Indian American civil rights attorney Asim Ghafoor believes the U.S. government spied on its own citizens based on ethnicity and religion, reports India West.
A report released last week by former National Security Agency contractor Edward Snowden reveals at least five prominent Muslim Americans, including Ghafoor, had been under surveillance by the NSA and FBI.
Snowden’s full report shows 7,485 e-mail addresses were monitored by the NSA between 2002 and 2008. At least 200 Americans were under surveillance, although the NSA maintains it does not monitor Americans.
“The U.S. holds our civil and criminal justice up to the world as a shining example. I’m shocked that America is not holding itself up to a higher standard,” Ghafoor said.
Ghafoor’s law partner Faisal Gill, another Muslim American targeted by the NSA, held a top-security post in the Department of Homeland Security during the Bush administration and even won the Republican nomination for a seat in the Virginia House of Delegates in 2007, but lost the election amid allegations from his own party that he was connected to extremist Muslim groups.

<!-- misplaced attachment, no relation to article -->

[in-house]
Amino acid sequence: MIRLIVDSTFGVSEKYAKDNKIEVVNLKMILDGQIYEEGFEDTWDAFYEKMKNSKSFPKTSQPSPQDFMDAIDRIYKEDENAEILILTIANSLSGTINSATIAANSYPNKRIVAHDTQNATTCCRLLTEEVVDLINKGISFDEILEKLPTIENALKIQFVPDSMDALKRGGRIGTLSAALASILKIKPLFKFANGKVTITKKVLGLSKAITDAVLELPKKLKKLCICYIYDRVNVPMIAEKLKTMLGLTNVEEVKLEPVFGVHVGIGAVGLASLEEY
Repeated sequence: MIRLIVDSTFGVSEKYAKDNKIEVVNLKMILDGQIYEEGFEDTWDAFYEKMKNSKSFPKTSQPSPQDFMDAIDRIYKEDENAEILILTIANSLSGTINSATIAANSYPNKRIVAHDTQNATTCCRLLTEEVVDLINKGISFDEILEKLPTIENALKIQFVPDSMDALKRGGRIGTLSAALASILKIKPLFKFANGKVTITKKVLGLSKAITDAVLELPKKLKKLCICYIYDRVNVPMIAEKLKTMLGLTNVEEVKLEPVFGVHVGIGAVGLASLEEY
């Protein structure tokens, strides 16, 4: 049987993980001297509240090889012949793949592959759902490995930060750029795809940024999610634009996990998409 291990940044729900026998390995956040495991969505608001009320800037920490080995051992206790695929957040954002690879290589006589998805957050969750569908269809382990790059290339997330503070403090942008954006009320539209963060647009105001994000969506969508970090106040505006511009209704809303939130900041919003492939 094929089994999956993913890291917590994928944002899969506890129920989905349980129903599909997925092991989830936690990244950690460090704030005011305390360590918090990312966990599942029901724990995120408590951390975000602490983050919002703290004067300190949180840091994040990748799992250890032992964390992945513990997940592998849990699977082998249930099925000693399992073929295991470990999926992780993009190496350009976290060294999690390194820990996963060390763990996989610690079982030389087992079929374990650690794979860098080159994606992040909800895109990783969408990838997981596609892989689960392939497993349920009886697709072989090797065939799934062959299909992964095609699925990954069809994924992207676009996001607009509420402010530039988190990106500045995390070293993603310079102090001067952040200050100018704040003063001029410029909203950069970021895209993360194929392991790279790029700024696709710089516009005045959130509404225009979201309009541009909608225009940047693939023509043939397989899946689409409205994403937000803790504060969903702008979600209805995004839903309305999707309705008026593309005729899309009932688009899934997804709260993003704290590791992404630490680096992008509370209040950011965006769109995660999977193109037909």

“I’ve done everything in my opinion to be patriotic, to serve my community,” said the Pakistani-born lawyer who was raised in northern Virginia. “This shows the hysteria that people feel every Muslim harbors such hate.”
Ghafoor and Gill were monitored between 2005 and 2008 when they were representing the Sudanese government against a lawsuit filed by survivors of the 9/11 tragedy against the government of Sudan for its alleged involvement in the terrorist attacks.
Other prominent Muslim Americans named in Snowden’s report include Nihad Awad, executive director of the Council on American-Islamic Relations; Agha Saeed, founder and chairman of the American Muslim Alliance; and Hooshang Amirahmadi, professor of international relations at Rutgers University.
You can read more about the NSA’s ethnic profiling practices and efforts to curb government surveillance at India West.